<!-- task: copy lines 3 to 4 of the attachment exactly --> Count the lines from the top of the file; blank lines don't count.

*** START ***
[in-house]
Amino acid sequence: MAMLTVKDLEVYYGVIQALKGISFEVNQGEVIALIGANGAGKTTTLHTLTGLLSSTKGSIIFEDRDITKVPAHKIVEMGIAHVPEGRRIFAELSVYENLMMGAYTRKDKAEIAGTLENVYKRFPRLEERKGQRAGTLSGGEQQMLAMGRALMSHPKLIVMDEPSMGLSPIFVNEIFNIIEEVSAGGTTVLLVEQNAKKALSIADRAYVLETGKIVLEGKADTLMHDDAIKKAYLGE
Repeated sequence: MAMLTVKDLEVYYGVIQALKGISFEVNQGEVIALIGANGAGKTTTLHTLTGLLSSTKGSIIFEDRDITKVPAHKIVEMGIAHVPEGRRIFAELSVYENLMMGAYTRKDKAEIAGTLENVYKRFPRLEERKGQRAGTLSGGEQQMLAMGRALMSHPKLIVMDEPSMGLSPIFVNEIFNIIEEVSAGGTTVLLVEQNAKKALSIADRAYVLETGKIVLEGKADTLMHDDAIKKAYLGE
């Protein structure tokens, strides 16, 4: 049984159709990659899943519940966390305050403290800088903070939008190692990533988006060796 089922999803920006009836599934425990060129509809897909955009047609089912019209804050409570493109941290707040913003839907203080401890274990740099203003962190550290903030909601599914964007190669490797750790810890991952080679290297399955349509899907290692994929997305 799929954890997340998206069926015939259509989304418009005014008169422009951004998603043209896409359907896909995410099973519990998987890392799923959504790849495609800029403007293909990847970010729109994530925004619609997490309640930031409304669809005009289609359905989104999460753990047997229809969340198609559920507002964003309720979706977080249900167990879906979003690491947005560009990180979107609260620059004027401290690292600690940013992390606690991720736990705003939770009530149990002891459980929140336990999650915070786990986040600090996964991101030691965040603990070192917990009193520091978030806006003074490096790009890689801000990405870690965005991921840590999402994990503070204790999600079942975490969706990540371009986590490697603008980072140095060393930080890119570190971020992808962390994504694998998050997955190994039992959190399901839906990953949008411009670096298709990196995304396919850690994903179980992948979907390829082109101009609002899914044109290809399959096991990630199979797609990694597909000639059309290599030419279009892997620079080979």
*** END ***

Repeated sequence: MAMLTVKDLEVYYGVIQALKGISFEVNQGEVIALIGANGAGKTTTLHTLTGLLSSTKGSIIFEDRDITKVPAHKIVEMGIAHVPEGRRIFAELSVYENLMMGAYTRKDKAEIAGTLENVYKRFPRLEERKGQRAGTLSGGEQQMLAMGRALMSHPKLIVMDEPSMGLSPIFVNEIFNIIEEVSAGGTTVLLVEQNAKKALSIADRAYVLETGKIVLEGKADTLMHDDAIKKAYLGE
């Protein structure tokens, strides 16, 4: 049984159709990659899943519940966390305050403290800088903070939008190692990533988006060796 089922999803920006009836599934425990060129509809897909955009047609089912019209804050409570493109941290707040913003839907203080401890274990740099203003962190550290903030909601599914964007190669490797750790810890991952080679290297399955349509899907290692994929997305 799929954890997340998206069926015939259509989304418009005014008169422009951004998603043209896409359907896909995410099973519990998987890392799923959504790849495609800029403007293909990847970010729109994530925004619609997490309640930031409304669809005009289609359905989104999460753990047997229809969340198609559920507002964003309720979706977080249900167990879906979003690491947005560009990180979107609260620059004027401290690292600690940013992390606690991720736990705003939770009530149990002891459980929140336990999650915070786990986040600090996964991101030691965040603990070192917990009193520091978030806006003074490096790009890689801000990405870690965005991921840590999402994990503070204790999600079942975490969706990540371009986590490697603008980072140095060393930080890119570190971020992808962390994504694998998050997955190994039992959190399901839906990953949008411009670096298709990196995304396919850690994903179980992948979907390829082109101009609002899914044109290809399959096991990630199979797609990694597909000639059309290599030419279009892997620079080979």